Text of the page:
NOTE: From CDC: “Effective September 23, 2022, the Community Profile Report will only be updated once a week, on Fridays. We apologize for any inconvenience caused by the delayed upload for 09/30/2022.” At top right, the Download is labeled “Updated: October 4, 2022.” The file name: “Community_Profile_Report_20220929.pfd.” Even in the smallest things, CDC just lies and lies. To be fair, this file is really produced by “an interagency team with representatives from multiple agencies and offices (including the United States Department of Health and Human Services, the Centers for Disease Control and Prevention, the Assistant Secretary for Preparedness and Response, and the Indian Health Service. So they’re all lying, not just the CDC. “The way to control and direct a mentat, Nefud, is through his information. False information–false results”. -Baron Harkonnen.


Lambert here: It’s beyond frustrating how slow the variant data is. I looked for more charts: California doesn’t to a BA.4/BA.5 breakdown. New York does but it, too, is on a molasses-like two-week cycle. Does nobody in the public health establishment get a promotion for tracking variants? Are there no grants? Is there a single lab that does this work, and everybody gets the results from them? Additional sources from readers welcome [grinds teeth, bangs head on desk].

UPDATED Variant data, national (Walgreens), September 24:

Still no sign of BA.2.75 at Walgreens, despite its appearance in CDC data below.

Variant data, national (CDC), September 10 (Nowcast off):


Death rate (Our World in Data):

Total: 1,086,685 – 1,085,366 = 1319 (1319 * 365 = 481,435, which is today’s LivingWith™* number (quite a bit higher than the minimizers would like, though they can talk themselves into anything. Fluctuates quite a bit, but even the low numbers are bad). I have added an anti-triumphalist black Fauci Line.

It’s nice that for deaths I have a simple, daily chart that just keeps chugging along, unlike everything else CDC and the White House are screwing up or letting go dark, good job.

• Meanwhile in Australia:

Stats Watch

Employment Situation: “” [Trading Economics]. “The number of Americans filing new claims for unemployment benefits rose by 29,000 to 219,000 in the week that ended October 1st, jumping from the five-month low hit in the prior week and sharply above expectations of 203,000, suggesting some loosening in labor market conditions.”

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Retail: “Amazon debuts new shopping portal for customers on government assistance” [CNN]. “Amazon on Monday launched a new shopping portal called Amazon Access that is designed for shoppers receiving government assistance. The shopfront features SNAP EBT on Amazon, information about the Amazon Layaway program that all shoppers can use to pay for their orders over time and spotlights discounts and coupons for any customer on essential grocery items. Amazon already offers some services for low-income customers, such as discounted Amazon Prime membership. It also accepts Supplemental Nutrition Assistance Program or SNAP benefits for groceries purchased through Amazon Grocery, Amazon Fresh and Whole Foods. The company said the new portal is meant to be a centralized hub that puts these individual benefits all in one place. ‘Given the tough economic climate with many facing rising costs on essential needs, we want our customers to know about all the accessible offerings available on Amazon, no matter their circumstances,’ said Nancy Dalton, head of community partnerships for Amazon Access. Amazon (AMZN) also announced it has renamed its discounted Prime membership to Prime Access. Eligible customers can sign up for the service on Amazon (AMZN) Access.” • Access. BWA-HA-HA-HA-HA!!!!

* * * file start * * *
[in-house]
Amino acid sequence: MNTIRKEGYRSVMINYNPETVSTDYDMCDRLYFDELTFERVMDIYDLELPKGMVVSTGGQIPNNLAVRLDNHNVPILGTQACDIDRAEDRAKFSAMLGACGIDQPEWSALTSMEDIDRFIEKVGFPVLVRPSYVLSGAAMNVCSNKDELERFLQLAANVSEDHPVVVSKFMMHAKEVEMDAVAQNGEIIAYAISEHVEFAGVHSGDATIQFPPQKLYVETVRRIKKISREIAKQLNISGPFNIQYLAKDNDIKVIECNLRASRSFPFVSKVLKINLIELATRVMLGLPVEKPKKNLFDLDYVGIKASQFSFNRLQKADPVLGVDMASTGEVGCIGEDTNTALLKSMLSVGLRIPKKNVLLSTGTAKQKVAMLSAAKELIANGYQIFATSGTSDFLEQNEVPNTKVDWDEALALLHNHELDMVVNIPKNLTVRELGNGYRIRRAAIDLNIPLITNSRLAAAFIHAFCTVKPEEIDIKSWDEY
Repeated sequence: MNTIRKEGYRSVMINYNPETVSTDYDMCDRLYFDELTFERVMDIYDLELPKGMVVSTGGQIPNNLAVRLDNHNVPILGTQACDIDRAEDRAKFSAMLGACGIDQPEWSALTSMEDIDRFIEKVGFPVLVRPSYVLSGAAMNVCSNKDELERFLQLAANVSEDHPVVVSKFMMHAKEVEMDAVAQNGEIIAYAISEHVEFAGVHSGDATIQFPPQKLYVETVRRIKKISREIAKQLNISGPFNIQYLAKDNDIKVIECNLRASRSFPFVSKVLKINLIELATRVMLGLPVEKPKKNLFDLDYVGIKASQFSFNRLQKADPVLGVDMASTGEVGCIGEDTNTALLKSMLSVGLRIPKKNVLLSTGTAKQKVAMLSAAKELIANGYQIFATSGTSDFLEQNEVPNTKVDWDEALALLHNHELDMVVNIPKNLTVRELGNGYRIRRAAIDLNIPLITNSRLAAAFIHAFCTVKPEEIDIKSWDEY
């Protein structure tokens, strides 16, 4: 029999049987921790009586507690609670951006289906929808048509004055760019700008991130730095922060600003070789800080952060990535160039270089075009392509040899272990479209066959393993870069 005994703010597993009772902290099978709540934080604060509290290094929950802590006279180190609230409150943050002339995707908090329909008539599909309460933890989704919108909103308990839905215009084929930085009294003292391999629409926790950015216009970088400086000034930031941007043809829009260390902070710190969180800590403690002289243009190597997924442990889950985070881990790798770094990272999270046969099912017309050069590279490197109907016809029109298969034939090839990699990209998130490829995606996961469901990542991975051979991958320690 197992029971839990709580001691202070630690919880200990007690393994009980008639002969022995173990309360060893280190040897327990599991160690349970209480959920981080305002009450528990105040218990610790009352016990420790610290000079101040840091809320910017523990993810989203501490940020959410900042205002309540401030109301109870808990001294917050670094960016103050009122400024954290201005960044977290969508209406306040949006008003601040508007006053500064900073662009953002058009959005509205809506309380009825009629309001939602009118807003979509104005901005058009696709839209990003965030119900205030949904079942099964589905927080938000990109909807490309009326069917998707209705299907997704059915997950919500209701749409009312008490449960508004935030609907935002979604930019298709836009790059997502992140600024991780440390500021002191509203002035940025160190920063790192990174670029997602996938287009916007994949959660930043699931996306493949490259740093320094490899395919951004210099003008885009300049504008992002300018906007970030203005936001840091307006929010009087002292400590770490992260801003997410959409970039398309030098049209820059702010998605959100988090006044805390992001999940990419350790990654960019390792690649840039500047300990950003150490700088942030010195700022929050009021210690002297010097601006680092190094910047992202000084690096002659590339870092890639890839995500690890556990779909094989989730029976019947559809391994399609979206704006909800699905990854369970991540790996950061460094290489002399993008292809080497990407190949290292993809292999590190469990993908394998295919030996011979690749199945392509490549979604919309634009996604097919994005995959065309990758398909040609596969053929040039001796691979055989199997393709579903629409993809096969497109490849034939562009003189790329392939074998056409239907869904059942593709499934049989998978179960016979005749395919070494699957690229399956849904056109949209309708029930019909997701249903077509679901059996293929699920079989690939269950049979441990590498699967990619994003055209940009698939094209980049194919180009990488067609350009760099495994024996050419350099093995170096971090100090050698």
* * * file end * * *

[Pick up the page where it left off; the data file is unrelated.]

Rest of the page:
Tech: Why Google’s products are as they are:

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Today’s Fear & Greed Index: 32 Fear (previous close: 30 Fear) [CNN]. One week ago: 14 (Extreme Fear). (0 is Extreme Fear; 100 is Extreme Greed). Last updated Oct 6 at 12:59 PM EDT.

Feral Hog Watch

This tweet went viral:

Two clickthroughs, and the story is attested, albeit from 2013: “Drunk and boarish: swigging pig hogs 18 beers at campsite” [Guardian].

Department of Feline Felicity

“The Case for Cats” [The Atlantic]. “If I’m being completely honest, maybe it’s the feline personality that’s my personal catnip. My cats are just as cuddly as any dog I’ve ever had—probably more. They’re affectionate and personable; they come running when we call; they greet us at the door. And every cat I’ve met has been such a distinct individual, such a character: bursting with strong opinions, clear-cut preferences, bizarre and memorable quirks. And those traits are steadfast. Whether they’re scared, happy, suspicious, or confused, Calvin and Hobbes are always Calvin and Hobbes. I get that cats can sometimes be contrarian. I get that their outer shell can sometimes be tough to crack. But for me, that makes them all the more fascinating. Their trust and affection is hard-won. So when it’s earned, it feels that much more meaningful.” • I love my ruthlessly efficient little predator….

Health Care

Medicare for All? Why?

I was at the periphery of the last major push for single payer, where “Medicare for All” became the talking point because (it was felt) “single payer” was too technical, and in retrospect I think the rebranding was a mistake. Too many people have had bad experiences with Medicare having been crapified, and in any case Medicare Advantage is hollowing out Medicare proper from the inside. And then the “For All” part, meant to imply improvement, got lost in the shuffle. And then the liberal Democrats got Joe Biden in, and he anesthetized everything. So it goes.